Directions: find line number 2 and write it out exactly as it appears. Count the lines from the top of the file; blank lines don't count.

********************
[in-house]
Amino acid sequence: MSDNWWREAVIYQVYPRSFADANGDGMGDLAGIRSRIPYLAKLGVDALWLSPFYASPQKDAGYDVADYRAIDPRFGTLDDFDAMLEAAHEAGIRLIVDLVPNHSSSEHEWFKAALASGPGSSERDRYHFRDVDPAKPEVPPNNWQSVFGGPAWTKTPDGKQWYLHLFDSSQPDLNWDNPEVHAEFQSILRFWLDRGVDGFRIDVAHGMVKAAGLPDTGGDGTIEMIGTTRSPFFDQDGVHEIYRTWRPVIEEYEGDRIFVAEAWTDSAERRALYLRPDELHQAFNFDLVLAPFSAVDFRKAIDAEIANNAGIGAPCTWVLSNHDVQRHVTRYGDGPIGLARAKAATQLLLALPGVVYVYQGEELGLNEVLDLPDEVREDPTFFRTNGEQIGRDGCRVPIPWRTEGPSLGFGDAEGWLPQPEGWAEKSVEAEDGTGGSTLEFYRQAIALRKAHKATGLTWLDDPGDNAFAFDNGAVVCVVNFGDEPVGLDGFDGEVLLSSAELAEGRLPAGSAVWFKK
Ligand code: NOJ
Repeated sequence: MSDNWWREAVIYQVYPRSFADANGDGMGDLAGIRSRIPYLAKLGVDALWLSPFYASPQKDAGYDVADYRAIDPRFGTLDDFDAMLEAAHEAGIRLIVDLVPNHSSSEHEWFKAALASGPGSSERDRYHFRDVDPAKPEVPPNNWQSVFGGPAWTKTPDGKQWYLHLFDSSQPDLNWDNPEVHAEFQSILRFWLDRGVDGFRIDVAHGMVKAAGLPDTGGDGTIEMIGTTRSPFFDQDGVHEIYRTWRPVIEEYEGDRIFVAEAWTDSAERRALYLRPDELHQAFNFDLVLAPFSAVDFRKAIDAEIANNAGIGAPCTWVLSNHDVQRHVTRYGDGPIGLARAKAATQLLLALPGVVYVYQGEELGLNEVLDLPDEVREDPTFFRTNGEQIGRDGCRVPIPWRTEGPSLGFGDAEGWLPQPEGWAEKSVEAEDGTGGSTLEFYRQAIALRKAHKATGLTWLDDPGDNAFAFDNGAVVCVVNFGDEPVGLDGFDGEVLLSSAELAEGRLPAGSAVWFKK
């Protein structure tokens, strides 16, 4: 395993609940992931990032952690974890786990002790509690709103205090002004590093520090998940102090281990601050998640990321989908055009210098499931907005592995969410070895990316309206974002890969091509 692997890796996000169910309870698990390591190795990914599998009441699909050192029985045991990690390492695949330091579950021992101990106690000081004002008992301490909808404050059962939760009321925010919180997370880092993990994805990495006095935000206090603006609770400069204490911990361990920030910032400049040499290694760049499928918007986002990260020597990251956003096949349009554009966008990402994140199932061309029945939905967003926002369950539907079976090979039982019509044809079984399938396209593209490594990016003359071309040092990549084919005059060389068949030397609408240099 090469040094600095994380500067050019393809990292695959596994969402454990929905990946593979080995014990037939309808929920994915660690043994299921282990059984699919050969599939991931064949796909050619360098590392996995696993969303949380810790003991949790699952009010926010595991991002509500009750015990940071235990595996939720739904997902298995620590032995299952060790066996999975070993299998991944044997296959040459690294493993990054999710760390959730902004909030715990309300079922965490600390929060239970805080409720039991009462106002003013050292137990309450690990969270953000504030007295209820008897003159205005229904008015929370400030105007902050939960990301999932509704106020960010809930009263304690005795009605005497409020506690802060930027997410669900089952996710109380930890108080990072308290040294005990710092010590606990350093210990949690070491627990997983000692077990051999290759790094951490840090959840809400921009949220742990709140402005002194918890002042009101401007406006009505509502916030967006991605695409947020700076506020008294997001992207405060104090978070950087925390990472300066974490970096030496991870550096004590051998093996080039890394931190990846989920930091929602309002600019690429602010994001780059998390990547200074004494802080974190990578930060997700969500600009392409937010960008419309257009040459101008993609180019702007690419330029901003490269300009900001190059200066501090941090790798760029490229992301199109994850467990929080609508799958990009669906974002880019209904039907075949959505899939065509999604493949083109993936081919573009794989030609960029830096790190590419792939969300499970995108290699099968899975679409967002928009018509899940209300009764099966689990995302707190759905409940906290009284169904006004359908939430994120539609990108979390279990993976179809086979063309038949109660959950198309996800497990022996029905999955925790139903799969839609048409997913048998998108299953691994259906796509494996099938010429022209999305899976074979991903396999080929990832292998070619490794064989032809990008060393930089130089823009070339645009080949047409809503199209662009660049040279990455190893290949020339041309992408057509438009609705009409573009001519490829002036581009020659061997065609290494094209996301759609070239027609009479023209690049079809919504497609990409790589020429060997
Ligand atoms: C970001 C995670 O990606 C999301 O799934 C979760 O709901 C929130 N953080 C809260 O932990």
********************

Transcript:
Amino acid sequence: MSDNWWREAVIYQVYPRSFADANGDGMGDLAGIRSRIPYLAKLGVDALWLSPFYASPQKDAGYDVADYRAIDPRFGTLDDFDAMLEAAHEAGIRLIVDLVPNHSSSEHEWFKAALASGPGSSERDRYHFRDVDPAKPEVPPNNWQSVFGGPAWTKTPDGKQWYLHLFDSSQPDLNWDNPEVHAEFQSILRFWLDRGVDGFRIDVAHGMVKAAGLPDTGGDGTIEMIGTTRSPFFDQDGVHEIYRTWRPVIEEYEGDRIFVAEAWTDSAERRALYLRPDELHQAFNFDLVLAPFSAVDFRKAIDAEIANNAGIGAPCTWVLSNHDVQRHVTRYGDGPIGLARAKAATQLLLALPGVVYVYQGEELGLNEVLDLPDEVREDPTFFRTNGEQIGRDGCRVPIPWRTEGPSLGFGDAEGWLPQPEGWAEKSVEAEDGTGGSTLEFYRQAIALRKAHKATGLTWLDDPGDNAFAFDNGAVVCVVNFGDEPVGLDGFDGEVLLSSAELAEGRLPAGSAVWFKK